An effective estate plan requires our Balmain Wills and Probate Lawyers to consider our current financial, personal and family circumstances and prepare for the inevitable and the unexpected. In addition to having a Will, there are measures you can take to ensure your affairs are appropriately managed if you become unwell or incapacitated.
A valid Will appoints one or more trusted family members or friends as executors/ trustees to manage and administer your estate according to your wishes.
Your Will determines who will receive your property when you die (your beneficiaries) and in what proportion, and may also appoint guardians for minor children and provide directions for funeral arrangements.
A testamentary trust is a more complex type of Will that creates one or more trusts in favour of your beneficiaries. These trusts come into effect after a testator dies and may provide the following benefits:
- protecting at-risk beneficiaries due to their incapacity, disability or dependency;
- safeguarding assets from third-party creditors and estranged partners;
- distributing assets in the most tax effective manner;
- assisting in business succession planning and dealing with business and company interests.
Your Will should be prepared by an experienced lawyer who will take account of your circumstances and family arrangements. Your Will should minimise, where relevant, potential family provision claims and be reviewed regularly and whenever your financial or personal circumstances change.
Power of Attorney / Enduring Power of Attorney
A Power of Attorney is a legal document that appoints and authorises somebody to look after your legal and financial affairs. A Power of Attorney may operate for an extended ongoing period or deal with limited matters such as managing a one-off transaction while you are travelling overseas.
More commonly, a Power of Attorney will appoint a family member or trusted friend to look after your financial and legal affairs on a more frequent basis if you are unable to do so yourself due to age, ill health or physical incapacity. If a person wishes the authority to continue indefinitely and in circumstances where the person authorising the appointment becomes mentally incapacitated, an Enduring Power of Attorney must be in place. While a Power of Attorney ceases to operate after a person loses mental capacity, an Enduring Power of Attorney will not.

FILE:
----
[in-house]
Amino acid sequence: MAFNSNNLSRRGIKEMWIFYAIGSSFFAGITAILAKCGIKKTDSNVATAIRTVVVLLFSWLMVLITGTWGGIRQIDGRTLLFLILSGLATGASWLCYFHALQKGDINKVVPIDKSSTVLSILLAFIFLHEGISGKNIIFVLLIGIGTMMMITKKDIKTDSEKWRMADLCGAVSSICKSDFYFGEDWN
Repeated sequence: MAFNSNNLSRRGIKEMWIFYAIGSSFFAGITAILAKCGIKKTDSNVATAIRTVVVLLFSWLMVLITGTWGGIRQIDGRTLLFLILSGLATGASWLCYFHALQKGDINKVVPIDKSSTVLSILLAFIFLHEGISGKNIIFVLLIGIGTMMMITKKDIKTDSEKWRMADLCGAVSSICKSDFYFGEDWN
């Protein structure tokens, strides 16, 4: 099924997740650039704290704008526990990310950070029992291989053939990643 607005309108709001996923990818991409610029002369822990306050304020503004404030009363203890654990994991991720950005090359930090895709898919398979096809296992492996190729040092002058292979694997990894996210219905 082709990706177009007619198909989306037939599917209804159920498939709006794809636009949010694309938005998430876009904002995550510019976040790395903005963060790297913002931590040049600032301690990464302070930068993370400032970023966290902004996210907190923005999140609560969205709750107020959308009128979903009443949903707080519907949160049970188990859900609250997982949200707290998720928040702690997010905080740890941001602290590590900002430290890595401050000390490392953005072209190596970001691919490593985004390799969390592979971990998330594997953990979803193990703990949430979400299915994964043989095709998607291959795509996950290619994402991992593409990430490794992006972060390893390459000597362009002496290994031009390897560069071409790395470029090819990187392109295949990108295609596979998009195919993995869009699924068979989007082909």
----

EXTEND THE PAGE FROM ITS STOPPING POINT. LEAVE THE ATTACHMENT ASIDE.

Appointment of Enduring Guardianship
An enduring guardian can make lifestyle, health and medical decisions on your behalf if you lack capacity to make those decisions yourself. A guardian acts as a substitute decision-maker and can consent to your future medical and dental treatment and accommodation needs.
More than one guardian may be appointed, and it is common for spouses or partners to appoint each other and / or their adult children. A guardian may need to make confronting decisions in challenging and emotional circumstances and those you appoint should understand your values, morals and wishes.
The loss of a loved one and associated vulnerability can make the legal requirements of dealing with an estate very stressful. Obtaining legal assistance to obtain probate and administer an estate is important during these difficult times.
Duties of executors and administrators
An executor is the person appointed under a Will to deal with a deceased person’s estate. If a person dies intestate (without a Will) or the person appointed in a Will is unable to act as executor, an administrator may be appointed by the Court through Letters of Administration.
As the legal personal representative of a deceased person, executors and administrators have specific duties and legal obligations. They must administer the estate according to the Will (or Letters of Administration) which requires identifying and protecting assets, paying debts, transferring property and distributing other assets or funds. They will usually need to deal with accountants, banks, real estate agents and / or brokers. When carrying out these duties under legal guidance, the lawyer will also provide advice to ensure executors and administrators are protected from liability in the event of a claim against the estate.
What is Probate?
Probate is a grant made by the Supreme Court that ‘proves’ the Will of a deceased person and authorises the executor to deal with assets and administer the estate according to the Will.
A grant of probate may not be necessary for small estates however executors are advised to obtain legal advice to ensure they are protected from potential claims.
Probate is required to transfer real estate that is not jointly held between the deceased and a beneficiary, and most financial institutions will require a grant to release funds over a specified amount.
An application for probate should be made within six months of the deceased’s death. A notice is first published on-line with the Supreme Court Registry to warn interested parties (creditors, potential family provision claimants) of the application and provide an opportunity for the relevant claim or objection to be made.
The application and supporting documents are filed with the Court. If no requisitions are raised, probate is granted which vests the estate assets in the executor who may then deal with them according to the Will.
An application for Letters of Administration is made by an interested party if a person dies intestate, or the executors named in a Will are no longer alive or unable to fulfil the role.
A grant of Letters of Administration appoints the applicant as administrator of the estate, allowing him or her to deal with the estate assets and liabilities in the same manner as an executor.